To understand what the people of Mountain View hoped for the plaza, we first organized a series of community engagement gatherings. These included an evening at a local coffee shop telling stories of where people went when they were kids and what they loved about those places, a Human Centered Design workshop series to explore how we might create a place where people gather and feel a sense of ownership, and a seminar on Archetype and Identity.

We heard stories of childhood adventures, how people orient themselves through landmarks, and a real desire for things that were playful. Some people hoped to find quiet places to be in public but not near people, and other people wanted to be able to jump right in and engage. We learned that people hoped for interactive artworks that relied less on technology and more on being tactile and engaging.

Click on photos to see details

We then put out an international call for artists, which received 174 submissions that were narrowed down to 45 semi-finalists . Once we had a semi-finalist grouping, we gave the community the opportunity to give feedback on the artworks online.

In total we received 5,368 responses. This not only gave us a sense of what people thought about the artworks, but provided a platform for artists to share their semi-finalist status and to promote their work. Working with a team of design leaders spanning several divisions at Google, we collectively selected a group of artists to interview.

We then put out a call for volunteers who wanted to provide impartial support to the artists and prepare for their interviews. We had responses from more than 30 volunteers, some of whom provided software training, engineering feedback, and interview coaching.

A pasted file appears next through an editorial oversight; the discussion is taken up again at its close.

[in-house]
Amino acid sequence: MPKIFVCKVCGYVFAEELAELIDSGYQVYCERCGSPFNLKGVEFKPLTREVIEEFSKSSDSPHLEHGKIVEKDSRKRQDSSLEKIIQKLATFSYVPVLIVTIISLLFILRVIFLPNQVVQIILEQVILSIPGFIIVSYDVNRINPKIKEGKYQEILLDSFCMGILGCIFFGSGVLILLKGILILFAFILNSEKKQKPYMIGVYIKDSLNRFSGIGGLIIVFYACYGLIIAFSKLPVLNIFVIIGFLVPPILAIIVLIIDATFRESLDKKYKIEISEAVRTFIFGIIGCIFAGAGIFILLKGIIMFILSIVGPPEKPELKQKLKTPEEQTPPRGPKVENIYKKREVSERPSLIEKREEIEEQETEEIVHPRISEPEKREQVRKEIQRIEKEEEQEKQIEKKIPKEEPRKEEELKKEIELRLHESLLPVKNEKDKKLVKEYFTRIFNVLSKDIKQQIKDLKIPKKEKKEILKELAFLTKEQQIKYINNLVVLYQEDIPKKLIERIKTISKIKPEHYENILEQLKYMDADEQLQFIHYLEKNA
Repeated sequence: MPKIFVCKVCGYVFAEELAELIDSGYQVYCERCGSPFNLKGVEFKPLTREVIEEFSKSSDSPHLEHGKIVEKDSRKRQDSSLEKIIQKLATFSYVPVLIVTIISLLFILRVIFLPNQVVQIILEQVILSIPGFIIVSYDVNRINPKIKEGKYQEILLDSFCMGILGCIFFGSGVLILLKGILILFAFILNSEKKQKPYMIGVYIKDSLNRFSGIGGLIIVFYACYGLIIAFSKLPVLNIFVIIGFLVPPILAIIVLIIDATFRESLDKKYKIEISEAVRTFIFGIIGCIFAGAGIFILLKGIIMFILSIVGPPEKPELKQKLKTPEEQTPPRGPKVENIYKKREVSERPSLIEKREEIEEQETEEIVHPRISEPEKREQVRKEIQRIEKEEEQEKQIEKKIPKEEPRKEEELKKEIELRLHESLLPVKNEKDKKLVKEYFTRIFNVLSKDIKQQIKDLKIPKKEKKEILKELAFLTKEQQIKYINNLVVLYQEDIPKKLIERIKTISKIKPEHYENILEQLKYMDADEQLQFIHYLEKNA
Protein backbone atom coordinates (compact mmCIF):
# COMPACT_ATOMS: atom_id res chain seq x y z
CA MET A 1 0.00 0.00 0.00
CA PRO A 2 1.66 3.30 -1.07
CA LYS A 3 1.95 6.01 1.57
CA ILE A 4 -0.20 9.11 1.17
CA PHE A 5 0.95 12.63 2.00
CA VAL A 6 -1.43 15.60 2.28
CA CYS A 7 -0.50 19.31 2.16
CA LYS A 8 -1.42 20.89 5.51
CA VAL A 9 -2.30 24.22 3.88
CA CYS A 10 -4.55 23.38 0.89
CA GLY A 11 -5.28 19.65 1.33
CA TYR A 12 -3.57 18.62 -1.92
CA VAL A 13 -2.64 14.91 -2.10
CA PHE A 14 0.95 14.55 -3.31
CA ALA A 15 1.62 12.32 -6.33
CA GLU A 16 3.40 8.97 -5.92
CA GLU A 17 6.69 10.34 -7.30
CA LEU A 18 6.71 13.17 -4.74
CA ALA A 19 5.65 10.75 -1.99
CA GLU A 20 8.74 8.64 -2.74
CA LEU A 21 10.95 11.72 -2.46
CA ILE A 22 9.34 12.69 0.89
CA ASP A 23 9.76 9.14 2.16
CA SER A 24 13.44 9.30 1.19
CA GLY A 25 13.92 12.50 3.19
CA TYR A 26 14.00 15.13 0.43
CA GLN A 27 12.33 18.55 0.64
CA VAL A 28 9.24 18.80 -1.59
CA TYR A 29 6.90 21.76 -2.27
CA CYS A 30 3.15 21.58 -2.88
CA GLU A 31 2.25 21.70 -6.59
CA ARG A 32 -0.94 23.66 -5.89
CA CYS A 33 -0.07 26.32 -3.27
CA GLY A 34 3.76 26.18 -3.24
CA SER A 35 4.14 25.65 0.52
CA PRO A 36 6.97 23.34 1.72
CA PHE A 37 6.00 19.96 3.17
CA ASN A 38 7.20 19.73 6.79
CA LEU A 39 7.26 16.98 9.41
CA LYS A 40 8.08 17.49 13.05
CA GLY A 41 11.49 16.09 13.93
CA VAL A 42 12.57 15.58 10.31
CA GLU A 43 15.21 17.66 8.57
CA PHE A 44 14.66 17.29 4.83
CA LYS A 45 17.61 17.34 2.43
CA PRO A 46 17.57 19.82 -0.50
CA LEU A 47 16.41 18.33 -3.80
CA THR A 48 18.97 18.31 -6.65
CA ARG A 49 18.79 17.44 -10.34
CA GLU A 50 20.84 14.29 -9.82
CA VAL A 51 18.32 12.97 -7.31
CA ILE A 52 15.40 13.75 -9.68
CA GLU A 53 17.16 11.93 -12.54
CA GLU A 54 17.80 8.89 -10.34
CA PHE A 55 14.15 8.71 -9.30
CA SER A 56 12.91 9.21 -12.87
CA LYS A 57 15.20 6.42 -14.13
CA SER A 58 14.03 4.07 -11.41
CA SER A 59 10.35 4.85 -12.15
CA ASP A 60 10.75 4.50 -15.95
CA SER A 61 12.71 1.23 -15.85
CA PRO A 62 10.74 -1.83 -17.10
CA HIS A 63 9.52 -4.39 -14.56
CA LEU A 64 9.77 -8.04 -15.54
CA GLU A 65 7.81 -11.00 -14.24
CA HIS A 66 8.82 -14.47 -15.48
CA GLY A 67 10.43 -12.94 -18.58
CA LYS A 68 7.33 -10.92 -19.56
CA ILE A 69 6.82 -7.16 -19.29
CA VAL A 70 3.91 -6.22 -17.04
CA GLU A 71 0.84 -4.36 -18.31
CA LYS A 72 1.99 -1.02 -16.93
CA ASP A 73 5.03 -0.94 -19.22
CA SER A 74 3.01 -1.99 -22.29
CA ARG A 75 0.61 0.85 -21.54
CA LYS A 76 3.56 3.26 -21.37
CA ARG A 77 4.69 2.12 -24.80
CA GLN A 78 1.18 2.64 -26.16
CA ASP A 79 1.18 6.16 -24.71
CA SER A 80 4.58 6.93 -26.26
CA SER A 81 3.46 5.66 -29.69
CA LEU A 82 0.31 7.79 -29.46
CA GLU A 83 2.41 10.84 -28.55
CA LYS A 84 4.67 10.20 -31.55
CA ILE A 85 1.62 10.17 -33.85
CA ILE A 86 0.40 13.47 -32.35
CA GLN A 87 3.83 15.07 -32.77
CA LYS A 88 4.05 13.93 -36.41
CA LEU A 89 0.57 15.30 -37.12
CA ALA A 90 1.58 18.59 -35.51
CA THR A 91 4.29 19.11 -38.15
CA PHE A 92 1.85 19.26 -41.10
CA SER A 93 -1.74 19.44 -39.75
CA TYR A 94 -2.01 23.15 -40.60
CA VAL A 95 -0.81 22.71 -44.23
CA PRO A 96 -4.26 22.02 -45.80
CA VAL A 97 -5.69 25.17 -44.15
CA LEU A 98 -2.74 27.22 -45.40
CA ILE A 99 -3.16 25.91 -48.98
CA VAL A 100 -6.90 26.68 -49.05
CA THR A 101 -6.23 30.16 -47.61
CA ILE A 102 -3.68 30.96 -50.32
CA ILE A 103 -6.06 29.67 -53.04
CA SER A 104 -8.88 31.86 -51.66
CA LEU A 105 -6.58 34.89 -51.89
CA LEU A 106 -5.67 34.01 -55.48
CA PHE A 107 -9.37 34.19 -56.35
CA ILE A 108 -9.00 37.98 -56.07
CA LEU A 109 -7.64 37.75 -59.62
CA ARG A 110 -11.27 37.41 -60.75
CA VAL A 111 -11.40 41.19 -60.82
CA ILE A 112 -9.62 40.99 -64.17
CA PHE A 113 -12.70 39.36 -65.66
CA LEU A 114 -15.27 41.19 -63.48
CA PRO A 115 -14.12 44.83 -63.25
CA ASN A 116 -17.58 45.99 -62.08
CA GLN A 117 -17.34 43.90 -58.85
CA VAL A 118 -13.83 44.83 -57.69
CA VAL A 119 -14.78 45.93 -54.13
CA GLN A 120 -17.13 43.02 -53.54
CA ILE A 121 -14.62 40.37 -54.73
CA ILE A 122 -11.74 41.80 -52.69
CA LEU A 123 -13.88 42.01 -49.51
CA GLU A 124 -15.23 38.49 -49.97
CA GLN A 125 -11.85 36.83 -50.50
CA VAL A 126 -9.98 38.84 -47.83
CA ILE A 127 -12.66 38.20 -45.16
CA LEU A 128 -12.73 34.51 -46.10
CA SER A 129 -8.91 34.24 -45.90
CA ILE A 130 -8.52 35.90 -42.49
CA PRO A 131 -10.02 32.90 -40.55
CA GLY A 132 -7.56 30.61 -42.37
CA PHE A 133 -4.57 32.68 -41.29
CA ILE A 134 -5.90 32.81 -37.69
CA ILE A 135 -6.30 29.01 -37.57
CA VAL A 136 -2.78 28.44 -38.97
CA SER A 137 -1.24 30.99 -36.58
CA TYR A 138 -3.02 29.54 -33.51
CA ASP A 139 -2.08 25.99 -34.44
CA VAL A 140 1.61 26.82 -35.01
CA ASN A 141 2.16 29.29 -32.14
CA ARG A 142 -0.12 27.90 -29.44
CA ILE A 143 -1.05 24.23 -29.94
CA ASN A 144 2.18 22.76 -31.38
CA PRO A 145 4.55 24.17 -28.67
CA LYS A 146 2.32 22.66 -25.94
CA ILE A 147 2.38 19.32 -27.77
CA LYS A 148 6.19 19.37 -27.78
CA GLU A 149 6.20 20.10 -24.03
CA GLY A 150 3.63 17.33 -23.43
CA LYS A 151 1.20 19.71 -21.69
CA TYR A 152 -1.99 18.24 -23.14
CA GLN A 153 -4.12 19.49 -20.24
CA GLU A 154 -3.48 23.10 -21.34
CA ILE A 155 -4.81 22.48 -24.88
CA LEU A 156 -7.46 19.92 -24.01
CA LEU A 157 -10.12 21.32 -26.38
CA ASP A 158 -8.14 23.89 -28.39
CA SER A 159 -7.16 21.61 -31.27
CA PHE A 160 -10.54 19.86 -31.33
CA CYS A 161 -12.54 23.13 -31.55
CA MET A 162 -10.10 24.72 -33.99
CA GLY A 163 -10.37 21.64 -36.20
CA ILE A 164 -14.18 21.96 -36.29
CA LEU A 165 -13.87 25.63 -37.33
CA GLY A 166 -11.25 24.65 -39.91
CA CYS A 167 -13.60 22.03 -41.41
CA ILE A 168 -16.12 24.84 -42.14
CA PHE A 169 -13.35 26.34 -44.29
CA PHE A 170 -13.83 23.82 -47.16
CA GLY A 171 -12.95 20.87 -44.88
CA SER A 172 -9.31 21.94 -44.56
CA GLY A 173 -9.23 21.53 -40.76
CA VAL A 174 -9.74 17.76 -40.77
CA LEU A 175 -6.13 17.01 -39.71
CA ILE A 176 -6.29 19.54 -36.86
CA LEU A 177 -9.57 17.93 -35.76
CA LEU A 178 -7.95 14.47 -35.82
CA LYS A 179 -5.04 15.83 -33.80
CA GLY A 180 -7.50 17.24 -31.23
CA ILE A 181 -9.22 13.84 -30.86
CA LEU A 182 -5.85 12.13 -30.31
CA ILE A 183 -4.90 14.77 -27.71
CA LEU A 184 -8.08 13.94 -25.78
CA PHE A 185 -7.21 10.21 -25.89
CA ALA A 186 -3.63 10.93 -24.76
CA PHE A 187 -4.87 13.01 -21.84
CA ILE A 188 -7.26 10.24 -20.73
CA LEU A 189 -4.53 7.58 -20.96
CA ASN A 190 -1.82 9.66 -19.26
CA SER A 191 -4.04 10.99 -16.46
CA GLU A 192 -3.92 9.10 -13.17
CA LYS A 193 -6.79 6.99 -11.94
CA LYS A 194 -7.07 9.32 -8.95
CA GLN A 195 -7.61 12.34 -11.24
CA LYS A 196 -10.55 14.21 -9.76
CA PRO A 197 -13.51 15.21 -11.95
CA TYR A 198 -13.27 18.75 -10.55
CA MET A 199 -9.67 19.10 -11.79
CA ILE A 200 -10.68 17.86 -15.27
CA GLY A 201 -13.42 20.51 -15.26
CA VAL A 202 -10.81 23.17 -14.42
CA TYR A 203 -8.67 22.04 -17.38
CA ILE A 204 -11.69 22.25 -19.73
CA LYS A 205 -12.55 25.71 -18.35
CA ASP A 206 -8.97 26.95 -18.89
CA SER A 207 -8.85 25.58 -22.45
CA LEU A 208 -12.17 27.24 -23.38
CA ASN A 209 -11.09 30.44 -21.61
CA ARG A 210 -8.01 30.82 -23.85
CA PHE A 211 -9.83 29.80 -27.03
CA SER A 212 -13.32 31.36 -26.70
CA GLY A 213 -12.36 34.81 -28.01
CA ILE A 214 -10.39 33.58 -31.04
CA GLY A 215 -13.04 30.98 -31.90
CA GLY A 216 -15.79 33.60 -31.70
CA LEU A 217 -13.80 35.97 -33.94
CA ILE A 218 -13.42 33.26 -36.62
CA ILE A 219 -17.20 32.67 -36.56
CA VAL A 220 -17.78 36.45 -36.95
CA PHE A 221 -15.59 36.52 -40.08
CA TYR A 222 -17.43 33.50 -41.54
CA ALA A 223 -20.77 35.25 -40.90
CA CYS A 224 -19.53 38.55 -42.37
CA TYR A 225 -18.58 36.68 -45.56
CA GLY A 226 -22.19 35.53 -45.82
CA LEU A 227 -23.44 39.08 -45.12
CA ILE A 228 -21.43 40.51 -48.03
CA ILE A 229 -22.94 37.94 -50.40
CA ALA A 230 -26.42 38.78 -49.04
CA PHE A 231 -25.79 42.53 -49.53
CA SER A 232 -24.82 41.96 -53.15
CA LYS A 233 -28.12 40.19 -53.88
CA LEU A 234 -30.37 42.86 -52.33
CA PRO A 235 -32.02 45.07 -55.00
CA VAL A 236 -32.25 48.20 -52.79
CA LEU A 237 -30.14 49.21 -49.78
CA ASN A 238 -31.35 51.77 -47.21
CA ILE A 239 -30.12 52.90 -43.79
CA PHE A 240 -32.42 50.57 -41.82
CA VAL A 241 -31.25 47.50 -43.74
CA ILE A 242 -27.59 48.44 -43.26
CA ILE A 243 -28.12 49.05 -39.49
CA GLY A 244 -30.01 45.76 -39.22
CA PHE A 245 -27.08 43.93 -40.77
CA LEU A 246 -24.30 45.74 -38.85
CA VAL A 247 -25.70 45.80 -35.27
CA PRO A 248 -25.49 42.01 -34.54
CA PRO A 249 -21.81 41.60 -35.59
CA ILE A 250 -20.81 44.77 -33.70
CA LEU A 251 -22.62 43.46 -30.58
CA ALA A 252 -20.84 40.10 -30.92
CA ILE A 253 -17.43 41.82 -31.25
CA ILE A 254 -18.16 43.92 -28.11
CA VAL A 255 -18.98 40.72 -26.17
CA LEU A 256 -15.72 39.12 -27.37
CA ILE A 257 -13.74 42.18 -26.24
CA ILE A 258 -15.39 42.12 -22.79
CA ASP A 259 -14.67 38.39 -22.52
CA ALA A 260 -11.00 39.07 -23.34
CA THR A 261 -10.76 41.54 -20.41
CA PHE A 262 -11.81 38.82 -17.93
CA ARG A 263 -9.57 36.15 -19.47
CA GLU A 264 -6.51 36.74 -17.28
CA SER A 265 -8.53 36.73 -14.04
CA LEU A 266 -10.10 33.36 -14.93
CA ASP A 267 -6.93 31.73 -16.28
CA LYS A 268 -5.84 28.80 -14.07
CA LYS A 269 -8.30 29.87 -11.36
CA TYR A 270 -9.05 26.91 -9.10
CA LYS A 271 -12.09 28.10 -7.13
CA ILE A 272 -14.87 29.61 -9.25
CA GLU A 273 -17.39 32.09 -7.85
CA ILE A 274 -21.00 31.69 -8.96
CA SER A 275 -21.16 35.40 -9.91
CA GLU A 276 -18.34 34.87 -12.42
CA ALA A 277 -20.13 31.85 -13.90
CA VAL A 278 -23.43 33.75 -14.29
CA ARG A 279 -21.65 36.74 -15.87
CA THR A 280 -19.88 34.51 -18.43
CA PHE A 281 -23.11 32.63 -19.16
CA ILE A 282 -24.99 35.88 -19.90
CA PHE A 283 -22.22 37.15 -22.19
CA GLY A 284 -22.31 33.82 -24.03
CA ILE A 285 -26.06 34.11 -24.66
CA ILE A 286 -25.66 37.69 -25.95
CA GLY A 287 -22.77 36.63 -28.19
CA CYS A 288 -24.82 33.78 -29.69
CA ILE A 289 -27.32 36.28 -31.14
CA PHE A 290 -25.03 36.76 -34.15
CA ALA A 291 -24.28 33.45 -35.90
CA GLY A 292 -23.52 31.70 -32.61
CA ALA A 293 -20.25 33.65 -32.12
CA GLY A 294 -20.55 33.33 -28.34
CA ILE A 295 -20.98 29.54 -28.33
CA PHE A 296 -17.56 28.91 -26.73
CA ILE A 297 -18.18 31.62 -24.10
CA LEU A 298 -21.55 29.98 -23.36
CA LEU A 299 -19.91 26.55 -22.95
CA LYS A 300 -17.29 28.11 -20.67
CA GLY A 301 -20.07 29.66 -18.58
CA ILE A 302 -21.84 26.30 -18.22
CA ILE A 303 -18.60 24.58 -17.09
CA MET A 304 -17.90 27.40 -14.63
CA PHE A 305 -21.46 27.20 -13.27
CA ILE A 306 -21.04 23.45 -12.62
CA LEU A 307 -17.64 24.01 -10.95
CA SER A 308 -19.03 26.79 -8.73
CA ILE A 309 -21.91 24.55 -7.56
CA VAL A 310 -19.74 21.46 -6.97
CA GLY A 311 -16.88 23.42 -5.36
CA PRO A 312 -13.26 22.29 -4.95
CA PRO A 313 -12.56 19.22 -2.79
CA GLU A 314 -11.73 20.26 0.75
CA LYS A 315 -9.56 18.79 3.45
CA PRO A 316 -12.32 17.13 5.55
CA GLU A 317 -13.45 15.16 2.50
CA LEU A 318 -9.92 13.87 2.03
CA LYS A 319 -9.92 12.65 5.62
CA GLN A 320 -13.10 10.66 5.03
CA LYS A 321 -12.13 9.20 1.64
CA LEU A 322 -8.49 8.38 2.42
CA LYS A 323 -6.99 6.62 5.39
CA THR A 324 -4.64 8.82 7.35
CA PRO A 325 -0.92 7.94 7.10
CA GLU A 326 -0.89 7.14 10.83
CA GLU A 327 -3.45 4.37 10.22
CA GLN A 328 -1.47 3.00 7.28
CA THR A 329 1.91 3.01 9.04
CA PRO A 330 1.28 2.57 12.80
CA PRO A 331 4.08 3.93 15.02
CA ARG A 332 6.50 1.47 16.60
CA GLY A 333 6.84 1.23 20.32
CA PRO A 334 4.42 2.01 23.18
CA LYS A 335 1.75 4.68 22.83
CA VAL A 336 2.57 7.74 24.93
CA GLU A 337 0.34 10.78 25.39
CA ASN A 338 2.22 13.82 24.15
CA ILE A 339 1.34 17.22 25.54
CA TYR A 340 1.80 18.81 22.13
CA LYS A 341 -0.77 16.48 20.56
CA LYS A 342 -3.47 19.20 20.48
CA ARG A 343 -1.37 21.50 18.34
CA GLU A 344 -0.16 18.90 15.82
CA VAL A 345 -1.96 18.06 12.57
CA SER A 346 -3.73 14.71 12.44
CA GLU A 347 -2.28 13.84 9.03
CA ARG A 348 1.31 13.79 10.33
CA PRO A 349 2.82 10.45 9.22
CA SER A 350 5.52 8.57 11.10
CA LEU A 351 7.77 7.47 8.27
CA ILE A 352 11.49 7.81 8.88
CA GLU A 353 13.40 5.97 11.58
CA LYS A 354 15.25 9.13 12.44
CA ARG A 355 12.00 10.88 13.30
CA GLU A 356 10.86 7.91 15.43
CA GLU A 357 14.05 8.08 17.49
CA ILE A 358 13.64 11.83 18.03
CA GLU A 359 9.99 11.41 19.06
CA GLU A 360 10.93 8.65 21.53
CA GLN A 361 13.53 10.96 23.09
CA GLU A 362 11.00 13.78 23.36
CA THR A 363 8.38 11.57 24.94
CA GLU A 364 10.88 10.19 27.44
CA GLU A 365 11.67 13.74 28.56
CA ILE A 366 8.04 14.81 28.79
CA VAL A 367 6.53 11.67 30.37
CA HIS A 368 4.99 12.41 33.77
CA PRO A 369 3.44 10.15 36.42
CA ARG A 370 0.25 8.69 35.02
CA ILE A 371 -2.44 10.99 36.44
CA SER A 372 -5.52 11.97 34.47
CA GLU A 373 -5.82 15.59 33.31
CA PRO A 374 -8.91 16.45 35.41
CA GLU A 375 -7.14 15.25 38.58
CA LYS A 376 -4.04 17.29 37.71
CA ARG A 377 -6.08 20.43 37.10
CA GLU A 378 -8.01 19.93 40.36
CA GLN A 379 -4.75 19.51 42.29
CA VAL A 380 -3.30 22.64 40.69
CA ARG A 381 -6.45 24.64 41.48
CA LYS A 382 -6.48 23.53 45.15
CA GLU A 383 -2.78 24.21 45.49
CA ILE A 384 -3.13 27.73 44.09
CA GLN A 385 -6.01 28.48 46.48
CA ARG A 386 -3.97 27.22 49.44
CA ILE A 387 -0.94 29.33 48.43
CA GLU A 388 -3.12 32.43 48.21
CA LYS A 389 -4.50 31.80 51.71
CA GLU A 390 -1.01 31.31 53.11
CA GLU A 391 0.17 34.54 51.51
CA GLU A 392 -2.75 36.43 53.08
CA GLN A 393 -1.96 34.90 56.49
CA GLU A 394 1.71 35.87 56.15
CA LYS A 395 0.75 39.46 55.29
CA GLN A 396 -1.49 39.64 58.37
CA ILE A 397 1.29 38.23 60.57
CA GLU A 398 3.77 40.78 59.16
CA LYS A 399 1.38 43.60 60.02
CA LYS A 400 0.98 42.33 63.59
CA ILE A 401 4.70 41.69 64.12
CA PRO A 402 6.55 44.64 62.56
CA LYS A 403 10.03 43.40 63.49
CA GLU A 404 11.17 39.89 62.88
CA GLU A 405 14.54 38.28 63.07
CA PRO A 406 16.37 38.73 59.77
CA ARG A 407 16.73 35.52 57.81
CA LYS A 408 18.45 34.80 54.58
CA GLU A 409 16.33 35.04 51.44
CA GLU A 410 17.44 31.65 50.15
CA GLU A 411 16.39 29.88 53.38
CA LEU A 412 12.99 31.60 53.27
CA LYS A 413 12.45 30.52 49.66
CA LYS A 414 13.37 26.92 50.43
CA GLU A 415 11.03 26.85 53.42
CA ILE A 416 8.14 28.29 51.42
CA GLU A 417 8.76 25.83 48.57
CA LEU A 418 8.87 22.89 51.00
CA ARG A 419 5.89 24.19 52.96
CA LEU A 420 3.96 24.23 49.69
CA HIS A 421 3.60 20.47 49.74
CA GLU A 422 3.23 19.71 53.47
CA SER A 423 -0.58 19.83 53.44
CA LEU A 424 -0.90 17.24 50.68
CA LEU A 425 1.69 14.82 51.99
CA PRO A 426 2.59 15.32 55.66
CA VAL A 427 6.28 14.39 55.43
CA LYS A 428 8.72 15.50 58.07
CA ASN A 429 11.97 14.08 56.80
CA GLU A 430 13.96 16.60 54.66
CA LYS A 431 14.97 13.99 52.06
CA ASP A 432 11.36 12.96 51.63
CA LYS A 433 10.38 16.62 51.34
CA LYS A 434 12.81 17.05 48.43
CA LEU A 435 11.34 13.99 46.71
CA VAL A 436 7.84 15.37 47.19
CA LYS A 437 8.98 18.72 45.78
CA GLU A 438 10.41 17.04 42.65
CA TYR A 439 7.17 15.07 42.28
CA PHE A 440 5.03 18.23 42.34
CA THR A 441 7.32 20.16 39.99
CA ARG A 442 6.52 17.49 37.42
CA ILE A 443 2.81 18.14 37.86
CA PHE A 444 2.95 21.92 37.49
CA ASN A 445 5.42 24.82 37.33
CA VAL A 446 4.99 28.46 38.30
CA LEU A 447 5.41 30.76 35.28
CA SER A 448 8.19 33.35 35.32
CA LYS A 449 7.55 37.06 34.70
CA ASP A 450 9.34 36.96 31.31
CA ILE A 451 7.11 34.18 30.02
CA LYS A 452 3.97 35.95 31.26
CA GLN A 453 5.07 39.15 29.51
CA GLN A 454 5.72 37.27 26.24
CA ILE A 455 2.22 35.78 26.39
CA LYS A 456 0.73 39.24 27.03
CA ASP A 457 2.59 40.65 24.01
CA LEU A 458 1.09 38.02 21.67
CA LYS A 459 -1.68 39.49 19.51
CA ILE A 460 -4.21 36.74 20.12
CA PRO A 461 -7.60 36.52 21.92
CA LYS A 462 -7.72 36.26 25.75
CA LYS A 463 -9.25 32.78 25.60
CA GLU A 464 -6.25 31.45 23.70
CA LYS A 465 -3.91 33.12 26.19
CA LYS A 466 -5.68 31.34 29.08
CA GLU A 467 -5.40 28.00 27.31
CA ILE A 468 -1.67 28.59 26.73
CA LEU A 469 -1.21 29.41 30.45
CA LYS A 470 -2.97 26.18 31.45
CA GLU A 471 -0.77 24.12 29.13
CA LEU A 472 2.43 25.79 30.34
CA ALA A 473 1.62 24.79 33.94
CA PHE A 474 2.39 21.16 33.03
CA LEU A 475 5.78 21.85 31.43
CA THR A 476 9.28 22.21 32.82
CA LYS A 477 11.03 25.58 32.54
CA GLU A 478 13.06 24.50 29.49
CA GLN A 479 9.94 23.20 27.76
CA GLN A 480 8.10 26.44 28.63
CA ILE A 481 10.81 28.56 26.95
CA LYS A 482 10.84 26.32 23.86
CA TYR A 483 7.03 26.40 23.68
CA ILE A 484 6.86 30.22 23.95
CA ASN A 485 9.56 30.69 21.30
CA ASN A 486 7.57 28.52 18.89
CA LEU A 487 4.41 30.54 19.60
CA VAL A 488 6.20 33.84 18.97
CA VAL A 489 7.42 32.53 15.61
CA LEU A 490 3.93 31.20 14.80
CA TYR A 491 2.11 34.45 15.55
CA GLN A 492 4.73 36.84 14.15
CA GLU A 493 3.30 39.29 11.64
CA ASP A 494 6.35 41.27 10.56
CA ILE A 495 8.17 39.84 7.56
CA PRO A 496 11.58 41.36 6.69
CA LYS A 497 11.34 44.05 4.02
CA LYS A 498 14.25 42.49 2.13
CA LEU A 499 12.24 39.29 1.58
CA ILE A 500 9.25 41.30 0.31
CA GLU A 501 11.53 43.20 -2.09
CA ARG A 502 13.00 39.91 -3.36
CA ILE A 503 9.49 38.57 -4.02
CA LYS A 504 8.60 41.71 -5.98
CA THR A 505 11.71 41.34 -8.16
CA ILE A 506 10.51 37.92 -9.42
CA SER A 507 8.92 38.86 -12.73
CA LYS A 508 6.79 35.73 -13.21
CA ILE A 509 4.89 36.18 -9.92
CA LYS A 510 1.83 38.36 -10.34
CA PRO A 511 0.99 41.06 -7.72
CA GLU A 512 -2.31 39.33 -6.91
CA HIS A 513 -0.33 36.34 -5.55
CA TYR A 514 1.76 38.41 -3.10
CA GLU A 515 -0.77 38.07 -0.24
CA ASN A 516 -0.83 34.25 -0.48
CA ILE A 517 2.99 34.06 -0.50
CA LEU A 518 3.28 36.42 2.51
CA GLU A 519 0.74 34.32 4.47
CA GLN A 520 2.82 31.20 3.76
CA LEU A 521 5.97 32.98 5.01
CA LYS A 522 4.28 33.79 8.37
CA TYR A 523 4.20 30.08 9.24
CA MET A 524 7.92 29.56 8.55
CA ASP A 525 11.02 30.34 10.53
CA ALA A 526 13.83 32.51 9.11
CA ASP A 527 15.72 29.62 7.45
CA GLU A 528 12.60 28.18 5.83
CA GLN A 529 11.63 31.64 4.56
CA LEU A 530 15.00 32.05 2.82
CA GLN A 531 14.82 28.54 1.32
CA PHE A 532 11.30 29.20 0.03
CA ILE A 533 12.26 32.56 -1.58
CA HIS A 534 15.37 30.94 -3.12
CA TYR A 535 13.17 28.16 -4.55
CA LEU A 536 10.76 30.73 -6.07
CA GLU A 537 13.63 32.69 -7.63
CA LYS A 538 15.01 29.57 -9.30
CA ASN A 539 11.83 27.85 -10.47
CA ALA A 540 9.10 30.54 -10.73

Through these efforts, we sought to make sure that all stages of the process included community input and supported the artists involved. In the end we believe we have arrived at a blend of aesthetic and experiential choices that reflect what the community expressed while also complementing the project architecture and the natural environment of the landscaping and surrounding shoreline areas.

Artwork Descriptions and Artist Bios

MARC FORNES / THEVERYMANY — Anchor Artwork

Marc Fornes (Photo courtesy of TheVeryMany)

The Anchor Artwork is a nimble architecture of experience and light. Against the grand staging of the new Charleston East building — an architecture of lightness in its own right — this pavilion will perform as a complementary structure: one developed from the computational protocols and spirit of play that guide the work that happens on the premises.

This system of many parts in ultra-thin aluminum will perform as an icon and a point of engagement for both Google employees and the Mountain View public. At this prominent intersection where Google campus meets public space, this expressive pavilion will establish an inspiring outdoor room that will draw curiosity and host interactions of many possible kinds — day and night.